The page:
The minutes reveal that central bank officials had an in-depth discussion of the technical details of the balance sheet policy, including whether to phase out reinvestment of principal payments or do it all at once. Fed watchers were not expected such a granular discussion at the meeting, thinking it would wait until the May or June meeting.
William Dudley hinted to Bloomberg that he wanted his employer to get small. B-Dud, as David Stockman calls the New York Fed President, told Bloomberg, “It wouldn’t surprise me if sometime later this year or sometime in 2018, should the economy perform in line with our expectations, that we will gradually start to let securities mature rather than reinvest them.”
No doubt it’s time. Grant’s Interest Rate Observer points to the Fed’s 111.7 to 1 leverage ratio this week and quips “the central bank’s financial documents come to look like exhibits from some Delaware bankruptcy-court proceeding.”
Stockman points out that politicians won’t like a shrinking Fed much as “for the first time in most of their careers they will be attempting to sell government bonds into a rising yield market.” At the same time, traders, instead of buying treasuries with the confidence that the Eccles Building has their back, will be sellin’ with Yellen.
In economics we learn, more supply with static demand equals lower prices. Not so with the U.S. Treasury market and hungry central banks. “The supply of publicly-held Federal debt soared from $2.4 trillion to $14 trillion between 1988 and 2017, but prices did not fall; they marched steadily higher—-causing yields to steadily decline toward the zero bound,” Stockman writes (and emphasizes).
Politicians, not strong in economics anyway, figured they could keep doing this forever. Not hardly. “So the real meaning of B-Dud’s bomb is that the law of supply and demand will soon be back in operation in the government bond pits. The long central bank financed holiday is over,” says Stockman
So when B-Dud and Yellen start getting small, traders will be way ahead of them and the idea of a nice, smooth increase in rates managed by the PhD Fed army is fantasy. “When it starts shrinking its balance sheet and the fast money starts front-running the short-side of the bond market, yields will soar far higher than the CBO’s Rosy Scenario assumptions (emphasis is Stockman’s).” Then, the federal government’s debt service will be a trillion a year plus and suddenly, Uncle Sam’s will be falling in the Greece pit.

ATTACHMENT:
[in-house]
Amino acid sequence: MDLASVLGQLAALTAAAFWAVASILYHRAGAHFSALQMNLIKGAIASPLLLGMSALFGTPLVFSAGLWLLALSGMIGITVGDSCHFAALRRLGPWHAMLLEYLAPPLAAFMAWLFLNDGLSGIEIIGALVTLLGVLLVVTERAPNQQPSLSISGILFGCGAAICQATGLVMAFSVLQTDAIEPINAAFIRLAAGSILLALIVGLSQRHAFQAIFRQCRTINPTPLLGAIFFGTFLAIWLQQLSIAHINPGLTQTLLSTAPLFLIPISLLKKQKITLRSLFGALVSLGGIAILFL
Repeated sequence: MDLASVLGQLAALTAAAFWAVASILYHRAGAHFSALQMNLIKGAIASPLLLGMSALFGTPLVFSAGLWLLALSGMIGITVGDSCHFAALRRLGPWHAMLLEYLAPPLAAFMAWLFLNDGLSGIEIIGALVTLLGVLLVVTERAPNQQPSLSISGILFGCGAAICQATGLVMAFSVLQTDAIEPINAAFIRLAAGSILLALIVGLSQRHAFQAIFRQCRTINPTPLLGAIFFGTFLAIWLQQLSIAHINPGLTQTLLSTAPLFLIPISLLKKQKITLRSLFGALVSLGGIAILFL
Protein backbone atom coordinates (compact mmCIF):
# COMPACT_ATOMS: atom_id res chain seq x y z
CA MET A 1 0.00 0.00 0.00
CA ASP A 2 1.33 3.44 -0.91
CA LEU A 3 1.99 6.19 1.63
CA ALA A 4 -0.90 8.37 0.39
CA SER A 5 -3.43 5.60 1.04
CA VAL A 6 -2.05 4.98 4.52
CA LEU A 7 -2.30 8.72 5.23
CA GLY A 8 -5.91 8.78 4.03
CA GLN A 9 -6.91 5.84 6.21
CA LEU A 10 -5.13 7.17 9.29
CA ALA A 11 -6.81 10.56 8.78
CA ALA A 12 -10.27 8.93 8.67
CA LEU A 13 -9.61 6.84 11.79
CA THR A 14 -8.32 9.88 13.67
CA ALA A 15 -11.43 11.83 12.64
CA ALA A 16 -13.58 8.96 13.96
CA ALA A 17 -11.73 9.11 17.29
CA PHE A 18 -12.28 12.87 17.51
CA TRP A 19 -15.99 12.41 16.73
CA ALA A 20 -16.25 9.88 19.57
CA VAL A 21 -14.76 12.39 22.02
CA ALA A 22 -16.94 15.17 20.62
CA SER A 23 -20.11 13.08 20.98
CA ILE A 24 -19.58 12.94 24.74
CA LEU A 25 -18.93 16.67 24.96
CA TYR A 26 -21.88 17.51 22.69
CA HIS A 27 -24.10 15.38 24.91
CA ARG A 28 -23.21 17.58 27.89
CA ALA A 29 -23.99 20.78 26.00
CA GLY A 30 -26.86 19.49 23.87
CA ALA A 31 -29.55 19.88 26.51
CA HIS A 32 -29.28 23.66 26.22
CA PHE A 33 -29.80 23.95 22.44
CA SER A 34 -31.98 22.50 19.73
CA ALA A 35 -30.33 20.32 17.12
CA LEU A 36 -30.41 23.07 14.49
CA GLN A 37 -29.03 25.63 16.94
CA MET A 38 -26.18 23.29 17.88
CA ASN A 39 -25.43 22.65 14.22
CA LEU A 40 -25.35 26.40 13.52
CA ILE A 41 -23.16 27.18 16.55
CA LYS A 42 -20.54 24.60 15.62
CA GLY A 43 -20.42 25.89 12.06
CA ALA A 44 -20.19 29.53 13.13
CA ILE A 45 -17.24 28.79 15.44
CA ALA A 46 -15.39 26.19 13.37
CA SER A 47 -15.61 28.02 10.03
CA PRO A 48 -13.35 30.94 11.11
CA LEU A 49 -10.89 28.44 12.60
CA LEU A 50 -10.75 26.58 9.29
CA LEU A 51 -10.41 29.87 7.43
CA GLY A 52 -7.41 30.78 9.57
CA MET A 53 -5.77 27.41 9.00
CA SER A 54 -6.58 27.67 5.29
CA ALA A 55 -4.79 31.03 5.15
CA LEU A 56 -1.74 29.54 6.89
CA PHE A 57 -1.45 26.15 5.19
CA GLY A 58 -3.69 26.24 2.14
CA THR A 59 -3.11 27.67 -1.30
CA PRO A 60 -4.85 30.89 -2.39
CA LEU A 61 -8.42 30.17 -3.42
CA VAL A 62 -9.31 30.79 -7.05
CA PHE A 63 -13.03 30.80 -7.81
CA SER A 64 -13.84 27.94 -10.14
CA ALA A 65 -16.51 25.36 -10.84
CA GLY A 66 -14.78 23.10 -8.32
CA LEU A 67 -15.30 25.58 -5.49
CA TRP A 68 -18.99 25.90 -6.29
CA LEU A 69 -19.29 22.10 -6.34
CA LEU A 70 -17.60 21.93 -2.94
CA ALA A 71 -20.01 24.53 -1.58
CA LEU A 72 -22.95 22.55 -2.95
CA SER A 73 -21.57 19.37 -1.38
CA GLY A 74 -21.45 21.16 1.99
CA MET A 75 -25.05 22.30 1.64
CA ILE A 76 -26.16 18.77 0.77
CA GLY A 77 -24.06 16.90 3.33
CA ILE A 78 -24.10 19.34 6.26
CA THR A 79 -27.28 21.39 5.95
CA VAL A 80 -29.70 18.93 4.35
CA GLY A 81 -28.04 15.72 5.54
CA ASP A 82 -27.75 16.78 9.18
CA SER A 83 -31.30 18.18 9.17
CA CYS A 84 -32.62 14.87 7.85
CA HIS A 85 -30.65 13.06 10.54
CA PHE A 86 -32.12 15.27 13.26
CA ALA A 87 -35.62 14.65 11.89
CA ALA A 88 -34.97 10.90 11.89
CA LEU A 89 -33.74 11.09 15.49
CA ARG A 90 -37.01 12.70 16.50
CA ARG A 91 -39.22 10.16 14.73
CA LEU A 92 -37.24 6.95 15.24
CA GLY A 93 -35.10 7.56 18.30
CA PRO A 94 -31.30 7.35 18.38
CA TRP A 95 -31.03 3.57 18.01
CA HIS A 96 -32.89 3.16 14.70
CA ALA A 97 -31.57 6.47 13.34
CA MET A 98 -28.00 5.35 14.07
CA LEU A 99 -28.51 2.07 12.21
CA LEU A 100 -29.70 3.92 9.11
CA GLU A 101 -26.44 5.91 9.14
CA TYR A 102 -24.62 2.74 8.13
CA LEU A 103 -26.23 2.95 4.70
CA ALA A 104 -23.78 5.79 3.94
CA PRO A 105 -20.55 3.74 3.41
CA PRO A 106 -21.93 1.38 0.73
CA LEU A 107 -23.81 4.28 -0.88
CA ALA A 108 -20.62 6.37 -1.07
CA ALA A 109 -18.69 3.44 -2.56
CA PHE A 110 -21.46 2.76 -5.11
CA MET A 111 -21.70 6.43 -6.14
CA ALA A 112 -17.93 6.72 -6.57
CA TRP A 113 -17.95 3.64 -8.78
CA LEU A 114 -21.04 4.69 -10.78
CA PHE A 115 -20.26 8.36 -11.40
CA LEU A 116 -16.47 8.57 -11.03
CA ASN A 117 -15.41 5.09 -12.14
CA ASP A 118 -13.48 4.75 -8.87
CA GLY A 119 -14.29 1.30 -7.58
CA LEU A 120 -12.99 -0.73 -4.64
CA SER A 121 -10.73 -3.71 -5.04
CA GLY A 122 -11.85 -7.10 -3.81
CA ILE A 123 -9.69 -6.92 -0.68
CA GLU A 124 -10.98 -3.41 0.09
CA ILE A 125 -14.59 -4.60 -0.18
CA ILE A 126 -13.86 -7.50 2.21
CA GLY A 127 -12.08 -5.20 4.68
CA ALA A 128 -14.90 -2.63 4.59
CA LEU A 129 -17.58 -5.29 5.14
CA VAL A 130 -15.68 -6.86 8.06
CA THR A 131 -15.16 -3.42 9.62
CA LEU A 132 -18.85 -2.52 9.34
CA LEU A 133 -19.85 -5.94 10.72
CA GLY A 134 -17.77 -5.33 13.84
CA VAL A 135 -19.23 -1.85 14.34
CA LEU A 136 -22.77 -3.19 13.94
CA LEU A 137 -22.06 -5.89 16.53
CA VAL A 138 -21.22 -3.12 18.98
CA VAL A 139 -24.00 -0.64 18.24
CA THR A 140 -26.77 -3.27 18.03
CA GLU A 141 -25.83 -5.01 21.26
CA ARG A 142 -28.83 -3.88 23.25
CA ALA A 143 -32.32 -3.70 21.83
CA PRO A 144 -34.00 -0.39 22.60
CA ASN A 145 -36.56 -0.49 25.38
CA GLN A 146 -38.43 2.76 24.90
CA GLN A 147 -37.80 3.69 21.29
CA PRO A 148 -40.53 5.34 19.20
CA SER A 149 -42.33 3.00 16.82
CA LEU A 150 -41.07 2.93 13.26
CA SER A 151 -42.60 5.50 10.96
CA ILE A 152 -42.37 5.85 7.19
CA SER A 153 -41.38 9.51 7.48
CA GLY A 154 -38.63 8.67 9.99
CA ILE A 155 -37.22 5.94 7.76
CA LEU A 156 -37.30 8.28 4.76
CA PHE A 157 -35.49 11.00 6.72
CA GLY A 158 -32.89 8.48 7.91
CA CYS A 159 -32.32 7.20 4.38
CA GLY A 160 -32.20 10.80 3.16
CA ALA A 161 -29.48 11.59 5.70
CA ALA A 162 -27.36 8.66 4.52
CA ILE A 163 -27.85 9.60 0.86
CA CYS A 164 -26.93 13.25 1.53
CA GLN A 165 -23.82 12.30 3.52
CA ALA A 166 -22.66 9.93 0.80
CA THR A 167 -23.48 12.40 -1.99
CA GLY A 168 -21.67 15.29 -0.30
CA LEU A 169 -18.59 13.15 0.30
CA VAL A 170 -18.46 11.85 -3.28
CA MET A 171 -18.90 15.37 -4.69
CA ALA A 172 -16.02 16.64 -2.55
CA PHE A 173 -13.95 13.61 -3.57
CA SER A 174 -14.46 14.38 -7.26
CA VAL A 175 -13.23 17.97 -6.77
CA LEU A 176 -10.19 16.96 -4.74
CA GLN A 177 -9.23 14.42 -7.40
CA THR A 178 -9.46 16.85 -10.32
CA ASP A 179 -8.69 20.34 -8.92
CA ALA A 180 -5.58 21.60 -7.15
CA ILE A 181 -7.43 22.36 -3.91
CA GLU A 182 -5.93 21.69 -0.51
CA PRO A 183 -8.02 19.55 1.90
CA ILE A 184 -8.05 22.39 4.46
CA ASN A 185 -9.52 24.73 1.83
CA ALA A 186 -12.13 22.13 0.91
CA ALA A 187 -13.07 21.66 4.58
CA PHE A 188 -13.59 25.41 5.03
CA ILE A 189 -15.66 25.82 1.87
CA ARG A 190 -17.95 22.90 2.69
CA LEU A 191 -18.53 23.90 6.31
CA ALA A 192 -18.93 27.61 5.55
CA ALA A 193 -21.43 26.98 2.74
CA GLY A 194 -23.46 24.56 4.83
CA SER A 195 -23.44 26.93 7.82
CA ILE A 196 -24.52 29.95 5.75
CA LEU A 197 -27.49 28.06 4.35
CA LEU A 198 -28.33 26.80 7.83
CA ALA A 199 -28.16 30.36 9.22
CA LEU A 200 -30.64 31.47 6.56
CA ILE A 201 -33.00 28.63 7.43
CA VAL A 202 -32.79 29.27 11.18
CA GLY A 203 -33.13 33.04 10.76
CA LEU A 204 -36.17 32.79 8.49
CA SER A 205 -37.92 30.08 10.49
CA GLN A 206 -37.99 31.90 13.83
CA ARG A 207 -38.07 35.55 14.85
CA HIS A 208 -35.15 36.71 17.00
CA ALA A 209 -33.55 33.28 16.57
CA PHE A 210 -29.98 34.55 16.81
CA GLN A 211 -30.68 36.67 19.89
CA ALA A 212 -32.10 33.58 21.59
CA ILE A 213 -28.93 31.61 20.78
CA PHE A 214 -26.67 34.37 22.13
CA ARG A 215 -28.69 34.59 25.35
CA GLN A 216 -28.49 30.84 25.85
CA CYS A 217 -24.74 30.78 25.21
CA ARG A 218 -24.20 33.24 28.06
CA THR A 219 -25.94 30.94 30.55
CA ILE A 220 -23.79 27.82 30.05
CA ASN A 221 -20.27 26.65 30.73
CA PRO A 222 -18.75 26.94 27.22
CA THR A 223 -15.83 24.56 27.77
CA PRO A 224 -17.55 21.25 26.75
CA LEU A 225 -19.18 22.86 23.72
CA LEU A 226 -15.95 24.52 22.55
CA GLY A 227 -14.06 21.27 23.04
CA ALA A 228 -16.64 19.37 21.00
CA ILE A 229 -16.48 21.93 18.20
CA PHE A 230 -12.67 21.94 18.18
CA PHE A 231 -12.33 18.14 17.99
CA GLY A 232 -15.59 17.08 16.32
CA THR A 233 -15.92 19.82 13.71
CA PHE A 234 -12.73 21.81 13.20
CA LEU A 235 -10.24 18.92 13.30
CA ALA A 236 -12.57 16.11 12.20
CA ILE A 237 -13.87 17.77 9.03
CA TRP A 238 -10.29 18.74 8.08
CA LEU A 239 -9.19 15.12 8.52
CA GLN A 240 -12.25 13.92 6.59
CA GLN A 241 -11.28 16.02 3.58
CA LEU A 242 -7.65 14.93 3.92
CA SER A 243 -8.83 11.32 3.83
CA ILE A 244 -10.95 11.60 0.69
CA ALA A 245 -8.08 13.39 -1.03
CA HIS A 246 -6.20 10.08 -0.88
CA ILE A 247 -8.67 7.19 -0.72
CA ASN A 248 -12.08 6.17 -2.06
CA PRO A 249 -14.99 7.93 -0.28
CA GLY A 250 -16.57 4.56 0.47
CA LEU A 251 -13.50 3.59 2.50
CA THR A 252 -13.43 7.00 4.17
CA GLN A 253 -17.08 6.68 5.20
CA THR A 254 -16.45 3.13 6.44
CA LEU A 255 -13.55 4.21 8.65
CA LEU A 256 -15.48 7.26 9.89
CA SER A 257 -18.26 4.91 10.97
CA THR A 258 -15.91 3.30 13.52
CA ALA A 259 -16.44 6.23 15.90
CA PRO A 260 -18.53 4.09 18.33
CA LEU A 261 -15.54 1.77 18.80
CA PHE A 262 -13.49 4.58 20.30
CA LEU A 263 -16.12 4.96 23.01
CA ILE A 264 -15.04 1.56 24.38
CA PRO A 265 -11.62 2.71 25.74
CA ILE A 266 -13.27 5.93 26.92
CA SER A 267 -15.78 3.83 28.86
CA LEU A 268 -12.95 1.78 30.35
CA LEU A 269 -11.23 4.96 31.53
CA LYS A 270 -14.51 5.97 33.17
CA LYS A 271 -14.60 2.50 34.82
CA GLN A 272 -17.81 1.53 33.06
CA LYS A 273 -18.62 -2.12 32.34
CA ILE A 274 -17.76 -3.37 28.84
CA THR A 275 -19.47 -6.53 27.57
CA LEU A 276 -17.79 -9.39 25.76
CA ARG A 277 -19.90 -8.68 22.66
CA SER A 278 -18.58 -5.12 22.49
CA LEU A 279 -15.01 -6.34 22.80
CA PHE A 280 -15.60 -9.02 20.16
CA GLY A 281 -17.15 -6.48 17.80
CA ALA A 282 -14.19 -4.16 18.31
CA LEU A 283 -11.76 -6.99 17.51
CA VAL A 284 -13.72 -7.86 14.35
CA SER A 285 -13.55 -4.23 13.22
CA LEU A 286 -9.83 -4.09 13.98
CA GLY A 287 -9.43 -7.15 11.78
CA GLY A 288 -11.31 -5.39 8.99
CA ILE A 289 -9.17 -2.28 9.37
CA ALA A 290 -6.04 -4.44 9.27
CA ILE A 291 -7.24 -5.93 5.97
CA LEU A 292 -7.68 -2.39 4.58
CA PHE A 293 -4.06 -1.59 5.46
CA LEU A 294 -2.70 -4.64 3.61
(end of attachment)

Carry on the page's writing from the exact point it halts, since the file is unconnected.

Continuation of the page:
As for the eight-year, less-than-booming recovery, what happens when the Fed removes its gargantuan punch bowl, was described by Murray Rothbard in Economic Controversies:
the business cycle phenomenon, the recurring alternations of boom and bust with which we have become all too familiar, cannot occur in a free and unhampered market….expansion of bank money causes an artificial lowering of the rate of interest, and an artificial and uneconomic overinvestment in capital goods: machinery, plant, industrial raw materials, construction projects. As long as the inflationary expansion of money and bank credit continues, the unsoundness of this process is masked, and the economy can ride on the well-known euphoria of the boom; but when the bank credit expansion finally stops, and stop it must if we are to avoid a runaway inflation, then the day of reckoning will have arrived. For without the anodyne of continuing inflation of money, the distortions and misallocations of production, the overinvestment in uneconomic capital projects and the excessively high prices and wages in those capital goods industries become evident and obvious. It is then that the inevitable recession sets in, the recession being the reaction by which the market economy readjusts itself, liquidates unsound investments, and realigns prices and outputs of the economy so as to eliminate the unsound consequences of the boom. The recovery arrives when the readjustment has be completed.
Fed gets small, interest rates increase, and finally the realignment begins. It should be a doozy. Stay tuned.